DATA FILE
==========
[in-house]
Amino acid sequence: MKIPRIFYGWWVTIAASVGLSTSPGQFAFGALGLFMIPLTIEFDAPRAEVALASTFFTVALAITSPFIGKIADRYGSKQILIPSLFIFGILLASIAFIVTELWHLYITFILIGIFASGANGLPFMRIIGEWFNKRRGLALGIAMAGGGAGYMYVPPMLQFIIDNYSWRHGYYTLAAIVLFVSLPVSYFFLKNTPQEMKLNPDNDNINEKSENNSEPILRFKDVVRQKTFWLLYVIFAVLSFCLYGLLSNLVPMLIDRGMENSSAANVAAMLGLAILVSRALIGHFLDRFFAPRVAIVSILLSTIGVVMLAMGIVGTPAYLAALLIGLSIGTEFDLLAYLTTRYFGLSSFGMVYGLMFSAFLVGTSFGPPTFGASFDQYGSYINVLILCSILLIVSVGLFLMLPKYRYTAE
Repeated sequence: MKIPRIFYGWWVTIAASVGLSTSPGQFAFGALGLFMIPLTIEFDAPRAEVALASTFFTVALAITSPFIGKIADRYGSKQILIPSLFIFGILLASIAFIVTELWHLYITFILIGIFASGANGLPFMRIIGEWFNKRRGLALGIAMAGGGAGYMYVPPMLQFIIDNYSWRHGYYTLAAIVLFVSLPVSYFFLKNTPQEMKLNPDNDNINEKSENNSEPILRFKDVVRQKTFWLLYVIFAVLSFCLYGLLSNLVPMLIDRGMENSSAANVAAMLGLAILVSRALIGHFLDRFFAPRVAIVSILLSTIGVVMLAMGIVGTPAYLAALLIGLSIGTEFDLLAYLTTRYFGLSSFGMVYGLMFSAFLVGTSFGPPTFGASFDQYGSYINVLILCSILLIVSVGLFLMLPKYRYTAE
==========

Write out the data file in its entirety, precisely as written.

[in-house]
Amino acid sequence: MKIPRIFYGWWVTIAASVGLSTSPGQFAFGALGLFMIPLTIEFDAPRAEVALASTFFTVALAITSPFIGKIADRYGSKQILIPSLFIFGILLASIAFIVTELWHLYITFILIGIFASGANGLPFMRIIGEWFNKRRGLALGIAMAGGGAGYMYVPPMLQFIIDNYSWRHGYYTLAAIVLFVSLPVSYFFLKNTPQEMKLNPDNDNINEKSENNSEPILRFKDVVRQKTFWLLYVIFAVLSFCLYGLLSNLVPMLIDRGMENSSAANVAAMLGLAILVSRALIGHFLDRFFAPRVAIVSILLSTIGVVMLAMGIVGTPAYLAALLIGLSIGTEFDLLAYLTTRYFGLSSFGMVYGLMFSAFLVGTSFGPPTFGASFDQYGSYINVLILCSILLIVSVGLFLMLPKYRYTAE
Repeated sequence: MKIPRIFYGWWVTIAASVGLSTSPGQFAFGALGLFMIPLTIEFDAPRAEVALASTFFTVALAITSPFIGKIADRYGSKQILIPSLFIFGILLASIAFIVTELWHLYITFILIGIFASGANGLPFMRIIGEWFNKRRGLALGIAMAGGGAGYMYVPPMLQFIIDNYSWRHGYYTLAAIVLFVSLPVSYFFLKNTPQEMKLNPDNDNINEKSENNSEPILRFKDVVRQKTFWLLYVIFAVLSFCLYGLLSNLVPMLIDRGMENSSAANVAAMLGLAILVSRALIGHFLDRFFAPRVAIVSILLSTIGVVMLAMGIVGTPAYLAALLIGLSIGTEFDLLAYLTTRYFGLSSFGMVYGLMFSAFLVGTSFGPPTFGASFDQYGSYINVLILCSILLIVSVGLFLMLPKYRYTAE